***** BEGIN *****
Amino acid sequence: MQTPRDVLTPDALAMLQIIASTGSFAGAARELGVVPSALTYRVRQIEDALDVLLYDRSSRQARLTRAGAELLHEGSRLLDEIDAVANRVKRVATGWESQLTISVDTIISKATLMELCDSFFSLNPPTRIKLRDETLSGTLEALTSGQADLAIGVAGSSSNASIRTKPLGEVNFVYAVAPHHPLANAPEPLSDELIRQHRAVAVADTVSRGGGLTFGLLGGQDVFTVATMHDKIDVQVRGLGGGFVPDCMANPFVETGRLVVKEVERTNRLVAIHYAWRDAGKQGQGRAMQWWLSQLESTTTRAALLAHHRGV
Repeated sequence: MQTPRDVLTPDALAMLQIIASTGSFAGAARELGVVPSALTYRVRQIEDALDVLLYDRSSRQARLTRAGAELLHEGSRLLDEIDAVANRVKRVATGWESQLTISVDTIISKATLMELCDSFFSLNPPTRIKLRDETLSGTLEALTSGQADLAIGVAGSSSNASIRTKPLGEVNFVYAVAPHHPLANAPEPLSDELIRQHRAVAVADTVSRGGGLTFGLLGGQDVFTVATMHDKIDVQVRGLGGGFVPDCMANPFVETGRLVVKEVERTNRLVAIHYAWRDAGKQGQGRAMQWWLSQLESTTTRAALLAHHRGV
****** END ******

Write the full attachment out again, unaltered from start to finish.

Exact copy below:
Amino acid sequence: MQTPRDVLTPDALAMLQIIASTGSFAGAARELGVVPSALTYRVRQIEDALDVLLYDRSSRQARLTRAGAELLHEGSRLLDEIDAVANRVKRVATGWESQLTISVDTIISKATLMELCDSFFSLNPPTRIKLRDETLSGTLEALTSGQADLAIGVAGSSSNASIRTKPLGEVNFVYAVAPHHPLANAPEPLSDELIRQHRAVAVADTVSRGGGLTFGLLGGQDVFTVATMHDKIDVQVRGLGGGFVPDCMANPFVETGRLVVKEVERTNRLVAIHYAWRDAGKQGQGRAMQWWLSQLESTTTRAALLAHHRGV
Repeated sequence: MQTPRDVLTPDALAMLQIIASTGSFAGAARELGVVPSALTYRVRQIEDALDVLLYDRSSRQARLTRAGAELLHEGSRLLDEIDAVANRVKRVATGWESQLTISVDTIISKATLMELCDSFFSLNPPTRIKLRDETLSGTLEALTSGQADLAIGVAGSSSNASIRTKPLGEVNFVYAVAPHHPLANAPEPLSDELIRQHRAVAVADTVSRGGGLTFGLLGGQDVFTVATMHDKIDVQVRGLGGGFVPDCMANPFVETGRLVVKEVERTNRLVAIHYAWRDAGKQGQGRAMQWWLSQLESTTTRAALLAHHRGV